Bizarre Love Triangle: Polyamory
After 20 years exploring polyamory, I might have more questions than answers. But if you are Googling “is polyamory for me?,” here is a less idealized perspective on polyamory with an emphasis on the tough mental health factors involved. Depending on where you pull your data from, figures of up to 20 percent of people are seeking out this new paradigm, as the traditional patterns of monogamy are not working for them. Having tried a wide span of variations in this regard, I see relationships falling on a spectrum rather than needing hard and fast definitions meant to protect insecurities. In the kink community, polyamory has become the norm and often creates an incestuous web. In my current home base of Atlanta, it’s particularly prevalent due to the repressive climate of the bible belt. This creates a line of thinking that kink = sex. If you take off your clothes for a flogging, nudity means sex. Through polyamory, they can compartmentalize their kink relationships in way that leaves the door open for sex, while not being seen as unfaithful to a monogamous partner. While I agree that rules are for games not relationships, until I’ve defined what I want from one person, then why add to the clutter?
Polyamory can take on many forms. Often confused with open relationships, where partners seek sexual partners elsewhere, polyamory is about having two or more emotional bonds – to the point that some of these polyamorous relationships might be strictly emotional, with no sex at all. Though many do include the sexual component, as they actively pursue relationships that are annexes to their primary relationship. There are mono-poly situations where only one seeks outside relationships. I have seen this work when one partner was disabled in some way and not able to meet all the needs of their partner. I dated someone under agreement of “I’m seeing you,” meaning only what you do when I physically see you is my business. This got twisted into a bizarre almost cuckolding thing as they informed me of their other experiences, yet when I told them about my own, they lost their shit. I informed them this imbalance would not work for me, and I would only accept a level playing field where the rules applied to both parties. Everyone’s needs are different in this regard, though a healthy dose of respect goes a long way.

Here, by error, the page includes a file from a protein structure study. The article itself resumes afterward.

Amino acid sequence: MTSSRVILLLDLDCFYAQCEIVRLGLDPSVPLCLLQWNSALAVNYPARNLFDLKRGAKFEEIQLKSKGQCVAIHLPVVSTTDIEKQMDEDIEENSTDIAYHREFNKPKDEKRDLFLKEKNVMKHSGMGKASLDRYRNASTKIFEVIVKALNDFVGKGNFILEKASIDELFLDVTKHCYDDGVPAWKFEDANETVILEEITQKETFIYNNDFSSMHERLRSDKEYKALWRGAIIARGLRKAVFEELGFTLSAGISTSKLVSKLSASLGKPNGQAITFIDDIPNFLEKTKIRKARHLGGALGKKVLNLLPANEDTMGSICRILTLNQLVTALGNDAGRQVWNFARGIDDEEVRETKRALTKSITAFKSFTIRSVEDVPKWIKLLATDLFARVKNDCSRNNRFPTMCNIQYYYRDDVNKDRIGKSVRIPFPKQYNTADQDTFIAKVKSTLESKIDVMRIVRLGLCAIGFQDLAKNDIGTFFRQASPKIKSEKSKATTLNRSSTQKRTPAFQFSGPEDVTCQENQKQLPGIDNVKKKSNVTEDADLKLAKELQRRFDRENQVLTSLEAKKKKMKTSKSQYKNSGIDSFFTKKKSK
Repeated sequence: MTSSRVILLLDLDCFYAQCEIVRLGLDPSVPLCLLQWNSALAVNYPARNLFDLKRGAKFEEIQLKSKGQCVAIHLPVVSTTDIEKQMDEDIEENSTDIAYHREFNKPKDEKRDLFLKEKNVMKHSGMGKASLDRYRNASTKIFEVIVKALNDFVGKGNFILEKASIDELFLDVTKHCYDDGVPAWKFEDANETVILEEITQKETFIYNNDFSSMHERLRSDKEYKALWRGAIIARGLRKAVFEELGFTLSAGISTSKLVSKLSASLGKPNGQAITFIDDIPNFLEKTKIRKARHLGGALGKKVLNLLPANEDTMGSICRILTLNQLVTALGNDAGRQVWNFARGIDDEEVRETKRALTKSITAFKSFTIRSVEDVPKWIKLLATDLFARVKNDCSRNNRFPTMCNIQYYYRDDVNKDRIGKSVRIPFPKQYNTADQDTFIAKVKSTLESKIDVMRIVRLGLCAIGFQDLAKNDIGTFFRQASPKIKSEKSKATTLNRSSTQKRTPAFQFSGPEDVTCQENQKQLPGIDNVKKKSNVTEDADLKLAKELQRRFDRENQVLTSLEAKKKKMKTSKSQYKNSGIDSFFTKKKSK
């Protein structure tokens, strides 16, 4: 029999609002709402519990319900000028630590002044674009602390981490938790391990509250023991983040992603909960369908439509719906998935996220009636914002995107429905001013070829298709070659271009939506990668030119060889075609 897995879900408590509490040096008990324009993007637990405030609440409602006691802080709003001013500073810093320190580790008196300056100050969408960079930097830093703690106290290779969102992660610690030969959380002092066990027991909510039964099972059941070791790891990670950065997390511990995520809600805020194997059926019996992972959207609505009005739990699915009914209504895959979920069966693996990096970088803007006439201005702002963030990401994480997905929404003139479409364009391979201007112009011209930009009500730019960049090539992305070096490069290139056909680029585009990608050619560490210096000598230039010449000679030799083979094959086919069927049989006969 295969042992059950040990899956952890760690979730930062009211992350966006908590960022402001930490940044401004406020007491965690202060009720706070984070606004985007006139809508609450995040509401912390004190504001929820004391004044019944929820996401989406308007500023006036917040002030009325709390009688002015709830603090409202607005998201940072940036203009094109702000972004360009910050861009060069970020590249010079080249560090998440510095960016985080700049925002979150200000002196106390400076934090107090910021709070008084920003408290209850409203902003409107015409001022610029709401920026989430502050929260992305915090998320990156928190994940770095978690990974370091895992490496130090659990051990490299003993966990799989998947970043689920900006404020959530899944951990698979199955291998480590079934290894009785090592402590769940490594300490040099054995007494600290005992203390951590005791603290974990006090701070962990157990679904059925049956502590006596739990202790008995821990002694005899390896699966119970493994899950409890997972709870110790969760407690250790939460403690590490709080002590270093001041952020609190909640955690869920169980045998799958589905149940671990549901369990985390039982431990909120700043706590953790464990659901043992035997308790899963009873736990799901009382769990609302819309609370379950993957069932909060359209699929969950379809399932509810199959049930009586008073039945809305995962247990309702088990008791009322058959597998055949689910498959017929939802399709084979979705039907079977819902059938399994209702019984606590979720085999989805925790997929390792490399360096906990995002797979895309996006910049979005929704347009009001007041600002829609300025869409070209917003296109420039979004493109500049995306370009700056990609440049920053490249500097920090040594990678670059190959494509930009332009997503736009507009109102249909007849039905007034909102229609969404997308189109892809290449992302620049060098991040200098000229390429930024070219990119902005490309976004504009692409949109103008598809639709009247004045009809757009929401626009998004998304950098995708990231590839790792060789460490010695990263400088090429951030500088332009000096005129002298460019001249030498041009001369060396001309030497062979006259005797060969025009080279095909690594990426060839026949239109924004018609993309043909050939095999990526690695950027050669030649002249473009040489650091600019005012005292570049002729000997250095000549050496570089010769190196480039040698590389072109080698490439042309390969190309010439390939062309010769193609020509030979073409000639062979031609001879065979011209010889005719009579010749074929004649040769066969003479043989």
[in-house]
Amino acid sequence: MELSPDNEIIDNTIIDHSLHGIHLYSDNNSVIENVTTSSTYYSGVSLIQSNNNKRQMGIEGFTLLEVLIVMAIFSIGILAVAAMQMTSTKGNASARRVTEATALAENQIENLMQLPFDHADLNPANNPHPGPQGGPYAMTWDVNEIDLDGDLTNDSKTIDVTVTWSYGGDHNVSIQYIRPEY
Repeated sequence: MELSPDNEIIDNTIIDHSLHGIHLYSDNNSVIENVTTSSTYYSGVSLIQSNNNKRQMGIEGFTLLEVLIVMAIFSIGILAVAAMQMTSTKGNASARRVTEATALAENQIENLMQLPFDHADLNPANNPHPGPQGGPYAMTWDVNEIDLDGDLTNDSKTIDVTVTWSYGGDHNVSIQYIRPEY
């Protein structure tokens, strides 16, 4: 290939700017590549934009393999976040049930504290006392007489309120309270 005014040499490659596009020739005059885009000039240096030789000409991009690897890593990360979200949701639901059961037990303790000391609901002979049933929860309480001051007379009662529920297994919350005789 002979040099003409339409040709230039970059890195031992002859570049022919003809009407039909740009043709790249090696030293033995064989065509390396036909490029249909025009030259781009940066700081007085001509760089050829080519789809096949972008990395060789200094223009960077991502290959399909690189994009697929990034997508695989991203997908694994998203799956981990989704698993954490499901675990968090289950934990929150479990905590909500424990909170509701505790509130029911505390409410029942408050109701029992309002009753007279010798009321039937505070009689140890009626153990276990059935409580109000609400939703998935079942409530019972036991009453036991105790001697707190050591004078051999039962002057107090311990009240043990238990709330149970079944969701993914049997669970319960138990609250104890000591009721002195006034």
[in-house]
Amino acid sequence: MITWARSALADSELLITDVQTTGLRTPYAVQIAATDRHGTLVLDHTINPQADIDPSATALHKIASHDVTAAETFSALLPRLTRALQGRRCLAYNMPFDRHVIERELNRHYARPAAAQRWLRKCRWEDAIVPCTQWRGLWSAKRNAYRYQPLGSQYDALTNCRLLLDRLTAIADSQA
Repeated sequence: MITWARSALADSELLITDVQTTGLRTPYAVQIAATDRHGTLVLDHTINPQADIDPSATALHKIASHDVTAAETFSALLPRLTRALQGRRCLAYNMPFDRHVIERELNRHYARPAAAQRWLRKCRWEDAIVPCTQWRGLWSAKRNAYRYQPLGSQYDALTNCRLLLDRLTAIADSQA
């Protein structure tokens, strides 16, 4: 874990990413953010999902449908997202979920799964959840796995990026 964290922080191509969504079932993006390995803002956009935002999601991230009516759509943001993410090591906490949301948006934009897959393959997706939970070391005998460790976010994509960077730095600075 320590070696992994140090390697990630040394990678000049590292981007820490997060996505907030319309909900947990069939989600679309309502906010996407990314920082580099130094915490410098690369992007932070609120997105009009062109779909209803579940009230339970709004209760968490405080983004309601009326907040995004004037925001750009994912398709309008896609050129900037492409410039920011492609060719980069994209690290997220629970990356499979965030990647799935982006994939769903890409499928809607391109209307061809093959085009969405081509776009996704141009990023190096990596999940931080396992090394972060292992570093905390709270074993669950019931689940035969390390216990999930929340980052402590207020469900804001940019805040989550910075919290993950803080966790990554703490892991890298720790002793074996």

Jealousy is the biggest hurdle most polyamorous relationships face. It is a balancing act only for actual adults, not people employing the same set of relationships skills they used in high school. It requires what the well-adjusted call “establishing healthy boundaries.” For the unhealthy, there is plenty of drama that can be mined. Polyamory in its least effective form can fuel the kind of masochistic exhibitionism that leads to lamenting on Fet-life the plight of poly-scorn, in hopes of soothing words from people willing to cosign their dysfunction. Even a hyper -aware, over-therapized person such as myself is still a human and not above jealousy. It is spurned by a fear of abandonment. As one therapist told me, “Only children get abandoned, adults get left.” That can happen in monogamous relationships just as easily poly relationships. No matter the relationship, doing the best you can on any given day is all you can do, rather than living under the delusion you can control another adult (without a safe-word) through manipulation.